Step 3: Face

Ok so now it is time to start actually drawing.

At the time I did this I did not have all of my Prismacolor pencils so I had to use cheaper brands for certain colors. Sometimes you will have to do this and it is a great way to experiment and refine your skills. It is good to try and look at all the base colors and put those in first, but when I draw I kind of like to work with one part at a time and for me that helps keep it as close to the picture as I can. I always start with the face. For me that is the part I enjoy most and it is so important to the picture. I used a sort of grainy, brown paper because it makes the color really pop and it kind of holds it better, but the problem is that if you are using pencils other than prismacolor, it does not blend super well. I started by taking a light peach color by Colorray, and blocking in the face. Use a lot of pressure because you want it to cover as well as possible. Basically for the skin I used the light peach, a white Prismacolor and a brown Crayola. I ran out of medium browns so the brown I used is actually pretty dark so I had to use it very lightly and then go over everything with a colored pencil blender, which is basically just a colorless colored pencil; very waxy. This brightens the colors, and blends them very well. Sometimes I use the blender for white and black pencil drawings because it makes the pencil extra dark which makes for a dramatic effect when used properly. Once the peach is blocked in, I started with the highlights, starting with very light layer of white on the higher parts of the face, her forehead, nose bridge, chin, upper lip area. Then I went in and added another layer of white in the middle of the already highlighted area, making for a little brighter look. next I used the brown and very lightly outlined the the nostril, cheek line and outline of her hair on her face and the indent between her eye and nose. Then I continues shading very lightly adding small layers. Again I went in with the blender. I also added a touch of orange to give her skin a more glowy look. In the picture she had some kind of rhinestones on her face so I put those in after actually, but it might be better to do before. I lightly outlined the stones and colored them in with white. Then I took a light blue and outlined one side of both of them on the opposite side the light would be shining on her face. Then I took the dark brown and lightly shadowed underneath them to make it look more 3D.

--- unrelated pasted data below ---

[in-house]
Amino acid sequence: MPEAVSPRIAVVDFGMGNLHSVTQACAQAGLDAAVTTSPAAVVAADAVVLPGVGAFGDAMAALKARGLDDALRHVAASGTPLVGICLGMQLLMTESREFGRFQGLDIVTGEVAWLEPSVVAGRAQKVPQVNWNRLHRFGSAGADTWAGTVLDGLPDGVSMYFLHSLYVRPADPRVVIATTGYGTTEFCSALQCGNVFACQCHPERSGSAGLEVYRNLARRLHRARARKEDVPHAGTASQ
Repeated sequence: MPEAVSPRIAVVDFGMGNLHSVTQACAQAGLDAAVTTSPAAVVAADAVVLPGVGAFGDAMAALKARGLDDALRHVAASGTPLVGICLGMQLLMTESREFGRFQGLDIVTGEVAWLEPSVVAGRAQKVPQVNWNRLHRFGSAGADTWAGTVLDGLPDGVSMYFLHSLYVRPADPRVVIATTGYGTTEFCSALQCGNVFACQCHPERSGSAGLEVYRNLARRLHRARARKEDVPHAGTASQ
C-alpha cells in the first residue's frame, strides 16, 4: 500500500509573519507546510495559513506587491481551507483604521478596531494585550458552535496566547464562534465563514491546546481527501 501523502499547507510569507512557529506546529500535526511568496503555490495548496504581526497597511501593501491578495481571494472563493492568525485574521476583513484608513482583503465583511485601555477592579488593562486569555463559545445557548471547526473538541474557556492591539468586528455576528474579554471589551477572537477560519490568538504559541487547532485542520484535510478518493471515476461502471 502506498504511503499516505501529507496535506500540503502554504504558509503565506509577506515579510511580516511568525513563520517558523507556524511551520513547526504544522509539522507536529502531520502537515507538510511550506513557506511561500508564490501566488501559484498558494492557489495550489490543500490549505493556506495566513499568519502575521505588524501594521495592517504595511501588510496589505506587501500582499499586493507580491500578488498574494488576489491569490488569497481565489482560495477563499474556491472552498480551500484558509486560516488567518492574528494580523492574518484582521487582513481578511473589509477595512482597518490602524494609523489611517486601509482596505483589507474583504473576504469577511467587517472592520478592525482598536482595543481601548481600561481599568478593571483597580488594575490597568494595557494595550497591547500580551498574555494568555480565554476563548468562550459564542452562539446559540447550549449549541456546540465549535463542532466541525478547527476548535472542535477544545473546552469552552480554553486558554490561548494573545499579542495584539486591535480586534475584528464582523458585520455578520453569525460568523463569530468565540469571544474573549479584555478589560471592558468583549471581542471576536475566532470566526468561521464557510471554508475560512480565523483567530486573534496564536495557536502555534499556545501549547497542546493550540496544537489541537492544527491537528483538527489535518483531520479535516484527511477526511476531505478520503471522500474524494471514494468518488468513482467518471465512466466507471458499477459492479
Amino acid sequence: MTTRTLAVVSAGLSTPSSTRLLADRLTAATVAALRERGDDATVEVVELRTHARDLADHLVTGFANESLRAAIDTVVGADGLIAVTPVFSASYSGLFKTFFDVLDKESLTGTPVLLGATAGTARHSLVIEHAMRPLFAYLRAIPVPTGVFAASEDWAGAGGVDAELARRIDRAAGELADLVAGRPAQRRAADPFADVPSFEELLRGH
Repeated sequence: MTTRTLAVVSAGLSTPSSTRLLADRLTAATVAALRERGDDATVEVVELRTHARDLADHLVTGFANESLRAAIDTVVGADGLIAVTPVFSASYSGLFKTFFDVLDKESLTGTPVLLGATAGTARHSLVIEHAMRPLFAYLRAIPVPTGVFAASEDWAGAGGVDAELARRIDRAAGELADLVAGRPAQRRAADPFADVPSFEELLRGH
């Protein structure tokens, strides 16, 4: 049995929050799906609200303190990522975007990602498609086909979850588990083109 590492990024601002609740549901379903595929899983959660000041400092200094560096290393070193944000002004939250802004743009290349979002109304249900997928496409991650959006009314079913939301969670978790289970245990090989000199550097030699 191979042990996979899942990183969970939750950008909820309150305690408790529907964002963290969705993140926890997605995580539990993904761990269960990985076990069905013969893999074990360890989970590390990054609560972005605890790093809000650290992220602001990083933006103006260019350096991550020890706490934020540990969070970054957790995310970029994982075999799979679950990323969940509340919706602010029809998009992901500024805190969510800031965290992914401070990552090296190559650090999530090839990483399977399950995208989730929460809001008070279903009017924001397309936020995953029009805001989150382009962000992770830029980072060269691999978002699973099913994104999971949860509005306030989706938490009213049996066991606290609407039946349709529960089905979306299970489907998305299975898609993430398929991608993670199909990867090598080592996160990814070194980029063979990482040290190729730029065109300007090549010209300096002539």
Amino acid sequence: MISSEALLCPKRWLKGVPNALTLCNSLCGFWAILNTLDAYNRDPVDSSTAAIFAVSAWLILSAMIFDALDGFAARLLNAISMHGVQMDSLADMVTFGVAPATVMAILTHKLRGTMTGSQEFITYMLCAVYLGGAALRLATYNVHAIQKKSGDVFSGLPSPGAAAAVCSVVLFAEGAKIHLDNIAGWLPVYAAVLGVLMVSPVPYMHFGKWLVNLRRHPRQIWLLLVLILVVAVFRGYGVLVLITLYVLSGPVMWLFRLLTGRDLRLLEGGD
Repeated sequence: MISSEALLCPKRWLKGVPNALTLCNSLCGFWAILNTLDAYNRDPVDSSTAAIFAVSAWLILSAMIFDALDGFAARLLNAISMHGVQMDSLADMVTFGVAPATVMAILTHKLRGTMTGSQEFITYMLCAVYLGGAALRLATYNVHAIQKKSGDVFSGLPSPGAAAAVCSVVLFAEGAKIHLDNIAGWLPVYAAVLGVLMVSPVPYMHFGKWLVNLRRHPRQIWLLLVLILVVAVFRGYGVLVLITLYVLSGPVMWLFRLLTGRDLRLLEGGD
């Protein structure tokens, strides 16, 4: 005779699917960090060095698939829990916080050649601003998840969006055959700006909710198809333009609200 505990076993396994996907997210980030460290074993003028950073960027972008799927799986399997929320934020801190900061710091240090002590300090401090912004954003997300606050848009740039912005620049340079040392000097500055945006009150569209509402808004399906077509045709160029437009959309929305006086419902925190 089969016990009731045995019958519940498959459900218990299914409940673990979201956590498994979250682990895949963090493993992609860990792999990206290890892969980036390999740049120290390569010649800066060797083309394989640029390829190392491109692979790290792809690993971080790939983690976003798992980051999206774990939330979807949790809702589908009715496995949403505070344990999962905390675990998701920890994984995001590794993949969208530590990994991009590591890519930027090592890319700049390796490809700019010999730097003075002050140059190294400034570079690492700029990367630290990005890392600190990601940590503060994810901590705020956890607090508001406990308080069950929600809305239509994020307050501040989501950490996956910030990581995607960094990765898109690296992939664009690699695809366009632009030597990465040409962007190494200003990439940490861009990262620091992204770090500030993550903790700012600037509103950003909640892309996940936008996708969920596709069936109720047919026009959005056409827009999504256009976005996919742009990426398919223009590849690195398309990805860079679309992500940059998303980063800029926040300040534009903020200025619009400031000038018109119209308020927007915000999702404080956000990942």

Step 4: Eyes

Eyes are hard for a lot of people. I started by filling in the whites of the eye with white! Who would have guessed! I used a very small amount of brown to outline the white to give it some shading. Next I took a light blue prismacolor colored pencil and colored in the iris. I then took white and added in the highlights and used black to shade in the top.